“It stopped him cold”: The singer Jeff Buckley hated being compared to

Meta Description: Discover how Jeff Buckley reacted to being compared to Michael Bolton and how it influenced the creation of his iconic debut album, Grace.

Jeff Buckley’s Reaction to the Michael Bolton Comparison

Most artists resist comparison to their peers and predecessors. They wince when critics or fans assign them “For fans of” tags, witnessing their art being reduced to a derivative of another’s. This was particularly true for Jeff Buckley, whose unique sound drew from a wide range of influences to create something distinctly his own.

Jeff Buckley’s Influences and Unique Sound

To create his sparkling, singular sound, Buckley pulled from a wide range of influences. One of his biggest inspirations was Led Zeppelin, whose unique take on rock bled into his style, but you could also find the influence of Nina Simone’s powerful vocals, poetic lyricists like Bob Dylan and Leonard Cohen, and his contemporaries like Cocteau Twins.

The result was a striking sound that was definitively Buckley’s. With his glittering guitars, grand soundscapes, and emotional yet strong vocals, he became almost immune to comparison. However, one comparison during the recording of his debut album Grace in the early 1990s struck a nerve.

The Michael Bolton Comparison

A Newsday reviewer likened Buckley’s voice to that of ‘How Am I Supposed to Live Without You’ singer Michael Bolton. This comparison, particularly offensive to Buckley, “stopped him cold,” according to Grace producer Andy Wallace. Wallace explained, “If someone had thought, ‘Who can I use to really get his goat?’ You couldn’t have chosen somebody better than Michael Bolton.”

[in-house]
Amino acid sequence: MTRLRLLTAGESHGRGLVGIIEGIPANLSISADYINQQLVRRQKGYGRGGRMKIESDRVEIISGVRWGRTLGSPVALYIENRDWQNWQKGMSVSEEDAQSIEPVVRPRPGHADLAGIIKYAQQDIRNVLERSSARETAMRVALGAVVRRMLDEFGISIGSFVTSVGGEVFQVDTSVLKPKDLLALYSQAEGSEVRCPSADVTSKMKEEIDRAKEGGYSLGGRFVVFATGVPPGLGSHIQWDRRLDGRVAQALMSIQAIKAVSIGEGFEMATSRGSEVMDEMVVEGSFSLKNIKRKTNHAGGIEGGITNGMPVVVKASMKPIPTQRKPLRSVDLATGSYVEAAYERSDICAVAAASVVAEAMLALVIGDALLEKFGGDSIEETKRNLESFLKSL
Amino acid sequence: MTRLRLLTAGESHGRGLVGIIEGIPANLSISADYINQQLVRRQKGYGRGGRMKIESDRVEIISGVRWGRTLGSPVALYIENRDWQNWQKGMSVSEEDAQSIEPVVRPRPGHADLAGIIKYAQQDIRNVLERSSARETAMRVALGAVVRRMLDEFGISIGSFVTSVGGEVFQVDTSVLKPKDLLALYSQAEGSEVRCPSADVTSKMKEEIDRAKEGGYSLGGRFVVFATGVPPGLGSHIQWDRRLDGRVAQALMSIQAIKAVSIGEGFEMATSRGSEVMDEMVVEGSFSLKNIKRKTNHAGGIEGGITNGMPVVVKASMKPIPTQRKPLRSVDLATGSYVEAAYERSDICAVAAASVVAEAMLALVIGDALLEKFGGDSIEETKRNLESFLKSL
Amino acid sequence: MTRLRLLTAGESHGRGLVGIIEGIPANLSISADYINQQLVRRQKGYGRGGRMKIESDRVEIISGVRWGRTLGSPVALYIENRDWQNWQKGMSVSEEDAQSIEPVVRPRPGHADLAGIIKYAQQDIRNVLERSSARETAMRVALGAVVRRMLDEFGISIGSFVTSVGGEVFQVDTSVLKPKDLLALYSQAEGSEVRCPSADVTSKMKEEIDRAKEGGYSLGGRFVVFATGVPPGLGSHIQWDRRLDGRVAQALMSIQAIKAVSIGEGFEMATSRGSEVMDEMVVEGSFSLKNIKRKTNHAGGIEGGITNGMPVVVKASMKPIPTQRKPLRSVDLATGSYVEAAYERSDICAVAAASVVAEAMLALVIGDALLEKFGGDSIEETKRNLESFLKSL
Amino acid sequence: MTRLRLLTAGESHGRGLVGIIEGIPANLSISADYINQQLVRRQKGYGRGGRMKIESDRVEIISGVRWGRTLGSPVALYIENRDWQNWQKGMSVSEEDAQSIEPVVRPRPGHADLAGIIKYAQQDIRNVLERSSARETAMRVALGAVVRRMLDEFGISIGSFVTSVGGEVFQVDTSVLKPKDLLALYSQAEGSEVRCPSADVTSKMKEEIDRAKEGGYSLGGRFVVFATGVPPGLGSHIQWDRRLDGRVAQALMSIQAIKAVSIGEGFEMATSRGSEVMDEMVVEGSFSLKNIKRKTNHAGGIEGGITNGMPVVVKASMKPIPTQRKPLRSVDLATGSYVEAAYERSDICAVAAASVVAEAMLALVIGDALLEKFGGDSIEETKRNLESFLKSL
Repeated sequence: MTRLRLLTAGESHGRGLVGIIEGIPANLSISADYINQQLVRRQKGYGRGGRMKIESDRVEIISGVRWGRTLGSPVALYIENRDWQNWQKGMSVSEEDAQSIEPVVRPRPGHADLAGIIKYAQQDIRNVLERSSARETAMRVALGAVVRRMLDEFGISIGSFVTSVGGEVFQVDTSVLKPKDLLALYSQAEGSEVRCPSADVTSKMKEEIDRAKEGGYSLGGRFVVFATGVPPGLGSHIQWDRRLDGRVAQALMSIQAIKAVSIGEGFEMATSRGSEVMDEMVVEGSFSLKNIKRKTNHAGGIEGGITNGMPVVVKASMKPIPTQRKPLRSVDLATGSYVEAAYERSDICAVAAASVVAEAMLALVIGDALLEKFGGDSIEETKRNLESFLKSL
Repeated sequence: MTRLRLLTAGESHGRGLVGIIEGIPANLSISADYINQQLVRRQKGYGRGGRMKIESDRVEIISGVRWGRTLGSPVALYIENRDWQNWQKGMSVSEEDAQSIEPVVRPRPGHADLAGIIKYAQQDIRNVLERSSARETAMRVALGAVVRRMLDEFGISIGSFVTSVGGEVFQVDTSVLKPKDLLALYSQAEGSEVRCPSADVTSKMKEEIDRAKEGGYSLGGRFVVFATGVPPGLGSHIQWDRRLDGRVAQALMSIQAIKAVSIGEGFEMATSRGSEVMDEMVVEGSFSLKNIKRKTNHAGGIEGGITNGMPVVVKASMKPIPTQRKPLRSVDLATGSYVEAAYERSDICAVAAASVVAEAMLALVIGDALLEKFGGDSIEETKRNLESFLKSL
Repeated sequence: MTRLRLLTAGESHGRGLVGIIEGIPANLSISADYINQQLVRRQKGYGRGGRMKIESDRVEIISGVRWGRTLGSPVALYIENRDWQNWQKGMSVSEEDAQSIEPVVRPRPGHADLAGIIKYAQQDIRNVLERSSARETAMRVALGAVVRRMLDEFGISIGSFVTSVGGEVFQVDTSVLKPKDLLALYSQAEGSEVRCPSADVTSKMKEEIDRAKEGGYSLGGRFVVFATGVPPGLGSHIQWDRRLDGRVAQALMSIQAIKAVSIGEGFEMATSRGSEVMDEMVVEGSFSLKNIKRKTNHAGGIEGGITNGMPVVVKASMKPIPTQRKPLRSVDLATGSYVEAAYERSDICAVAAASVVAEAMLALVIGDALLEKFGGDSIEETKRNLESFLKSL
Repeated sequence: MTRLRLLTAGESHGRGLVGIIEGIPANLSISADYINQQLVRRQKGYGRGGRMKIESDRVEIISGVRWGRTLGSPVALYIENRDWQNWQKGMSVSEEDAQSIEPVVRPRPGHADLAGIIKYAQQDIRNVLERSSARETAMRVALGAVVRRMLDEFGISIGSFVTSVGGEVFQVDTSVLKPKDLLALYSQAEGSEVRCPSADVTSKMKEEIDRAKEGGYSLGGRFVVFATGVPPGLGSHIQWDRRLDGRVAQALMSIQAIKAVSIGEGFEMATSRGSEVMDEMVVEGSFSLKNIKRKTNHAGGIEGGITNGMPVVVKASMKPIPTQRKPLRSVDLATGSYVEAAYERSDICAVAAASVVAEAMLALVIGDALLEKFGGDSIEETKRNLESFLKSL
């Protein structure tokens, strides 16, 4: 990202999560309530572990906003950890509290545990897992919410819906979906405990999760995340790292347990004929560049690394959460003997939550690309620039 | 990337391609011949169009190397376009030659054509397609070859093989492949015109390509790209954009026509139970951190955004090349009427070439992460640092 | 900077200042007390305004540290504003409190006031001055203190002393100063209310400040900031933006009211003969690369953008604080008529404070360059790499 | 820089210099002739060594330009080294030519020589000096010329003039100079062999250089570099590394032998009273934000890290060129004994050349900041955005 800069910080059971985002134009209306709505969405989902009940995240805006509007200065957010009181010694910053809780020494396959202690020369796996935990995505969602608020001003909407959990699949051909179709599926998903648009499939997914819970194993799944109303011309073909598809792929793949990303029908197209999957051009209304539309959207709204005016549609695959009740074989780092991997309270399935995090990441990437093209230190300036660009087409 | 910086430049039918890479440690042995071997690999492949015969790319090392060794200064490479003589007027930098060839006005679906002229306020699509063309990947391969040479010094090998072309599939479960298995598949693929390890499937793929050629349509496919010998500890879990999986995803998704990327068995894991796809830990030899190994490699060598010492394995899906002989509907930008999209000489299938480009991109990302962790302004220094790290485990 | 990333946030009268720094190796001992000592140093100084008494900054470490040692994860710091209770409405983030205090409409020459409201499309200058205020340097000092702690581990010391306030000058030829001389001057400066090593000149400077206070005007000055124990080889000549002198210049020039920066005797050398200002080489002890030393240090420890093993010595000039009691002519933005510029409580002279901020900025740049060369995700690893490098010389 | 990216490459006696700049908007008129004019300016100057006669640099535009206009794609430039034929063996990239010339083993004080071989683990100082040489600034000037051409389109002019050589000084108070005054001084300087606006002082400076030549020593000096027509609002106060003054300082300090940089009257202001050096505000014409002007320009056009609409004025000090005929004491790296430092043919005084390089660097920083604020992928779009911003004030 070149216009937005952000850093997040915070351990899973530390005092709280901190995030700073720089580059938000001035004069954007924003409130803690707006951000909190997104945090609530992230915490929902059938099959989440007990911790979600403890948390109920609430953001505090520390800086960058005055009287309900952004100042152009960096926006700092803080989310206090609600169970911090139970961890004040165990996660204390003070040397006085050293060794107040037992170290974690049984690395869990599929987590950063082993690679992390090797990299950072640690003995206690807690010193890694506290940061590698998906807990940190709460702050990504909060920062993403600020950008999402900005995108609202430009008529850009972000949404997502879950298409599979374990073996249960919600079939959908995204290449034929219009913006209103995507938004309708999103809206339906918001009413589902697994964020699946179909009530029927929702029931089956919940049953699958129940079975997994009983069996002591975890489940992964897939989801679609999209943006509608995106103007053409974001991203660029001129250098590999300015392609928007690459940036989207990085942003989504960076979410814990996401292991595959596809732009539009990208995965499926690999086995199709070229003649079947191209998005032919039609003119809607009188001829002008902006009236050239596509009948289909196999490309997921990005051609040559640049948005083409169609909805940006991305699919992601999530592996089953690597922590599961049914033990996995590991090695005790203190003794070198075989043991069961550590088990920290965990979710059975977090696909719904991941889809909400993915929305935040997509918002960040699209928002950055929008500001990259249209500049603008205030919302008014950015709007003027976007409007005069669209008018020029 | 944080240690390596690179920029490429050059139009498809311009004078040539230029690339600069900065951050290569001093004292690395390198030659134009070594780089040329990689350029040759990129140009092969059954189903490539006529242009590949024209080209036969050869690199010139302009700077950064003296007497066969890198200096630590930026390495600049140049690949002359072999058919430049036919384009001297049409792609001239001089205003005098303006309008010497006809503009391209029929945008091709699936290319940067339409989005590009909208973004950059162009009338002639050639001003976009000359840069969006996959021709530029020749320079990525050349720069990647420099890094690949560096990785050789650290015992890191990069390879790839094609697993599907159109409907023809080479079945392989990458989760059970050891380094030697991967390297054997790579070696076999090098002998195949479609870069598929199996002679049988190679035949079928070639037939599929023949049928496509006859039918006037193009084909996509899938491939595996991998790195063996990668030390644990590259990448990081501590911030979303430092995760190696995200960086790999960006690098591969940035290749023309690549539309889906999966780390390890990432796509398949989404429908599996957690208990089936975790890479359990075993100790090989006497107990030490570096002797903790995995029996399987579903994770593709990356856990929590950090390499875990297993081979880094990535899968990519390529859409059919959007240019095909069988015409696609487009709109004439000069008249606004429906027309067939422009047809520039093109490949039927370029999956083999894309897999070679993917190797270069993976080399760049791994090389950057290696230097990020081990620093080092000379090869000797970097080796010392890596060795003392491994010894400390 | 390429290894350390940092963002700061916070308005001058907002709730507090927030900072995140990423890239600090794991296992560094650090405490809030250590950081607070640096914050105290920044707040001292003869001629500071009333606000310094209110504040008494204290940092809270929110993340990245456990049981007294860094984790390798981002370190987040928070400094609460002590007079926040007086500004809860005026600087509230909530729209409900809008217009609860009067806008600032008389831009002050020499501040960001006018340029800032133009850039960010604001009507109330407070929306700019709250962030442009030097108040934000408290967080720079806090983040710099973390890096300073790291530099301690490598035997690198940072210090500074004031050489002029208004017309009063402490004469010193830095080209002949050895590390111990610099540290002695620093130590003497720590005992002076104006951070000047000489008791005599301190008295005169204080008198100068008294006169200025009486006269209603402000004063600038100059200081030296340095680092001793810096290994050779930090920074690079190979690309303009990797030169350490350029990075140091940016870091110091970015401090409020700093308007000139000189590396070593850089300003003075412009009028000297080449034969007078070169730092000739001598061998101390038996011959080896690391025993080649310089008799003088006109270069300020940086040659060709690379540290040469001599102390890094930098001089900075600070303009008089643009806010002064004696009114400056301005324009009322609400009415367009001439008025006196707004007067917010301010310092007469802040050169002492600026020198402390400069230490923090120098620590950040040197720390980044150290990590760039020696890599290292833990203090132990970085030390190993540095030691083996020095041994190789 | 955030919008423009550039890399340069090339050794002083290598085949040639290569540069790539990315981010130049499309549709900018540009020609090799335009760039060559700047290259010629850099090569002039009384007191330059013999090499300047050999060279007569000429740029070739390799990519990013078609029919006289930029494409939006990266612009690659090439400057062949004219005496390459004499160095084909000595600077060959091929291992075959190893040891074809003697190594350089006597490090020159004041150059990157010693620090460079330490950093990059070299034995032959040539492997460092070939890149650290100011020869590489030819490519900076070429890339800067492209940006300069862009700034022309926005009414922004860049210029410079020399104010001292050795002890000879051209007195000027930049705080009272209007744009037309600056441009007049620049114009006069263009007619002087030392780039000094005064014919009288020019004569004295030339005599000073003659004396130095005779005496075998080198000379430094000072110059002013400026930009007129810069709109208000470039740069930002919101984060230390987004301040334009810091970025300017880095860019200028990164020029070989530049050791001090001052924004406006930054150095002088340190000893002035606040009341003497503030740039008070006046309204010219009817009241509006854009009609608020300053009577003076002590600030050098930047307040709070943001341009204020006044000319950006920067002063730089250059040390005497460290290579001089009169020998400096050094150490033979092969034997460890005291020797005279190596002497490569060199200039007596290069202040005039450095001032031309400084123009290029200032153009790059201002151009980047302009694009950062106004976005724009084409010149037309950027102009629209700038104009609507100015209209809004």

It’s easy to understand why this comparison got under Buckley’s skin. Though they both had powerful delivery, the likeness between them mostly stopped there. Bolton was making radio-friendly pop-rock, borrowing from soul to concoct palatable love songs with little regard for poeticism.

Buckley’s Response and Creation of Grace

After reading the comparison of his work to Bolton’s, Buckley halted work on his album for two days. Fortunately, the crisis didn’t extend beyond that, and Buckley got back to work on making an album that would blow every offering from Bolton out of the water. Shrugging off the contempt he felt for the comment, he carved out one of the greatest debuts of all time in Grace.

Between the shimmering strums of ‘Last Goodbye’ and the desperate longing of ‘Lover, You Should’ve Come Over’, between the gorgeous imagery of ‘Lilac Wine’ and a now-iconic cover of Cohen’s ‘Hallelujah’, Buckley proved that he was a completely different artist from Bolton. Even as he took influence from Led Zeppelin and covered Leonard Cohen, he resisted the criticisms Bolton had been subjected to through his singular vision and truly original artistry.

The Legacy of Grace

Three decades on, Grace still remains one of the greatest albums of all time, attracting the admiration of everyone from David Bowie to Buckley’s hero, Jimmy Page. A collection of real emotion, of Buckley’s truly beautiful voice, of his shimmering guitars and varied influences, it sits on an entirely different level from Bolton’s work.

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